Instead, we want our children to mature and become less selfish. We want the best for them. By doing so, we make the world a better place.
So here’s something I think is messed up about us as adults: It’s way too easy for us to want to see other people cursed and suffer when they offend us, rather than them being blessed and enriched.
If someone cuts us off in traffic, they are automatically a jerk who deserves to be flipped off.
No matter how good of a person they may be outside of that single moment. Forget about how hard they work for their family and how they help others out of the goodness of their hearts.
For cutting us off, they become labeled as idiots who have no hope of redemption.
In fact, in that heat of the moment, the thought of that person being redeemed is absurd. It’s natural and easy to generalize them into an evil and moronic imbecile who intends to make your life hell; or at least annoying.
Simply said, we want that person to suffer. Who cares about forgiveness, redemption, or reconciliation.
And then, for all we know, the next day we coincidentally see them at the gas station and they say to us, “Excuse me, but you dropped this.”
They hand to you your debit card which slipped out of your wallet. You thank them; neither of you even aware of the incident the day before.
We discipline our children to help them, not privately wish bad things upon them. Yet we so easily want to judge and punish those who slightly offend us or have the opposite view as we do on a political or parenting issue that doesn’t even personally concern us.
By the way, if you live in Nashville, I’ve probably cut you off before on the road. But only because you seemed to be going slower than you actually were, but I realized it only after I had already pulled out in front of you.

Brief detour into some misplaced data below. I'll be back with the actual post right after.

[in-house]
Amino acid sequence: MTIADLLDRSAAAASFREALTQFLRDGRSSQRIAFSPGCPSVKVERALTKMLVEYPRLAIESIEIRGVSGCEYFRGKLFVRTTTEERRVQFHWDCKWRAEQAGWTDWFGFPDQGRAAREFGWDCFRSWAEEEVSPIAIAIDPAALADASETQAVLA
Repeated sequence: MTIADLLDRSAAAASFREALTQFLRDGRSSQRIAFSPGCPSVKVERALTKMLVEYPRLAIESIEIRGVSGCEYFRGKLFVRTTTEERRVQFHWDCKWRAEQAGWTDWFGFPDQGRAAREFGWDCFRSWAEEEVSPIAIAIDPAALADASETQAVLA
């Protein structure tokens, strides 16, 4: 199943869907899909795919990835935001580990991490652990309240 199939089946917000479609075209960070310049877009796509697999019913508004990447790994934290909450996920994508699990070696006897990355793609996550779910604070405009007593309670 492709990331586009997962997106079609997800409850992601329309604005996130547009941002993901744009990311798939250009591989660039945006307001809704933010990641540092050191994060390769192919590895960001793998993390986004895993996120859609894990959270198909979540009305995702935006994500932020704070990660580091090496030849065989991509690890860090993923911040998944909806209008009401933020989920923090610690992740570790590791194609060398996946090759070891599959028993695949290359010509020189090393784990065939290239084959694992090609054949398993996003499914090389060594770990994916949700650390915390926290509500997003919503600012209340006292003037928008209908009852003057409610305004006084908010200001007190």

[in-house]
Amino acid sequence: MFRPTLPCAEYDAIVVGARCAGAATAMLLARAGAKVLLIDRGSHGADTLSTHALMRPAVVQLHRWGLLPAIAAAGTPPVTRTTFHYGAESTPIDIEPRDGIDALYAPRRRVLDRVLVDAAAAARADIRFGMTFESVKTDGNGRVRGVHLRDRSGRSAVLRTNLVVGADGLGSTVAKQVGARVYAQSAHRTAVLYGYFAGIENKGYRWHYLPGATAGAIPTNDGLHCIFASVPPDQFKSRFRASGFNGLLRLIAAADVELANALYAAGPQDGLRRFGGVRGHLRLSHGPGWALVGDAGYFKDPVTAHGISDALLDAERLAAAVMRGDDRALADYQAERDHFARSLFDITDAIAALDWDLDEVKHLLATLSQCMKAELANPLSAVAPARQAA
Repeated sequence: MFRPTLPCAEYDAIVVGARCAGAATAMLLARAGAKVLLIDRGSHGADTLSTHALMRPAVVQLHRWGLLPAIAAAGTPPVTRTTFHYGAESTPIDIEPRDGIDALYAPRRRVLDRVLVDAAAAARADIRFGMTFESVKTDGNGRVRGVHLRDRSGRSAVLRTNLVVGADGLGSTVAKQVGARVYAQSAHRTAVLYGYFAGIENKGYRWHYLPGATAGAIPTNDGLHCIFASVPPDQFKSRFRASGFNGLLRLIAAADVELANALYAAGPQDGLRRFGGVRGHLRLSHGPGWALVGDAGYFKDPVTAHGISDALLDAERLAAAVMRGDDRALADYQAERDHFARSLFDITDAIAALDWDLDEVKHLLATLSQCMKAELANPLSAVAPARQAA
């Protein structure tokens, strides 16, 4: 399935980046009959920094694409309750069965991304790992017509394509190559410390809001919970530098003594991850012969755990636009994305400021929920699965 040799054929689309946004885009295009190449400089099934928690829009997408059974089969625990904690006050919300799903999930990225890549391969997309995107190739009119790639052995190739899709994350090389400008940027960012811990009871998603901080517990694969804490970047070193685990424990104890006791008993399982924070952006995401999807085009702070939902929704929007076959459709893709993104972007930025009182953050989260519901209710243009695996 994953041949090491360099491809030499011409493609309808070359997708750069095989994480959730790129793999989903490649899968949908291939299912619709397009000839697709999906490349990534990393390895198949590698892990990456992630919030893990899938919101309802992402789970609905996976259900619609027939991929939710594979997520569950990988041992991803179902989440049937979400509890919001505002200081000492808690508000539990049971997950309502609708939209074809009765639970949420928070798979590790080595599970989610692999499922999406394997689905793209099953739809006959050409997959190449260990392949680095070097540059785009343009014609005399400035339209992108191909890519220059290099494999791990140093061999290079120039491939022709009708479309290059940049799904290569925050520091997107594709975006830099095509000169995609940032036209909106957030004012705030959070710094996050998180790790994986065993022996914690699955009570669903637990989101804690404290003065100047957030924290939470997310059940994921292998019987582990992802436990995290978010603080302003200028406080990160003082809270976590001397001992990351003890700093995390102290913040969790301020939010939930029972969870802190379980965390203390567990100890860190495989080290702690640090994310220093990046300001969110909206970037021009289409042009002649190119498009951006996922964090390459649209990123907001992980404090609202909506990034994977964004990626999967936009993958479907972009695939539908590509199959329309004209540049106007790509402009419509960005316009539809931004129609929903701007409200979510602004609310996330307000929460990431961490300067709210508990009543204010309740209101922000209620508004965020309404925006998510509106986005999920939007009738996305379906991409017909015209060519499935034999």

Oops. My bad.
Here’s a quote from my favorite song right now, performed by 10th Avenue North:
“Why do we think that hate’s gonna change their heart?
We’re up in arms over wars that don’t need to be fought
But pride won’t let us lay our weapons on the ground
We build our bridges up but just to burn them down
We think pain is owed apologies and then it’ll stop
But truth be told it doesn’t matter if they’re sorry or not”
Maybe you recently read “8 Non-Religious Reasons To Take Your Kids To Church” and now you’re thinking, “Okay, I see how that could be a good thing for my family but there are so many churches out there, I just feel overwhelmed. I simply wouldn’t know where to start.”
For someone who is new or unfamiliar to the church scene, I recommend the kind of church that meets at a school, where everybody pretty much wears jeans to the service.
Often the names of these “purpose driven” churches include phrases like family, life, community, and fellowship as opposed to official denominational ties, such as Baptist, for example.
They are easy to Google and definitely have a constantly updated website letting you know what exciting activities are going on there.
These churches are typically designed with you, the newcomer, in mind. They have a much more casual setting with a more open, feng shui feel. No pews, for example.
Churches like this are a natural magnet for younger families with children. And that’s hugely important for you as you consider joining a church community.
There may be a band leading the worship music in some likeness of Coldplay (or Lady Antebellum) while coffee and snacks (often free) are served nearby.
I predict at a place like this, you won’t feel like you’re being held over hell like a marshmallow, but instead will feel welcome and part of the crowd.
You can also expect the pastor to be less preachy and more teachy. You’ll feel like he’s talking to you, not at you.
That’s not to say that churches that don’t follow the “purpose driven” model are predictably stiff, outdated, and judgmental, but I do think that a church that fits the model I have described is going to have a better chance of not making you feel out of place, as a newcomer.
What matters is that you find the church that is the best cultural fit for your family so you will want to go back, not feel like you’re supposed to or have to.
I don’t think church is supposed to be boring. I think it’s supposed to be full of abundant life. That’s the kind of church I hope you find for your family.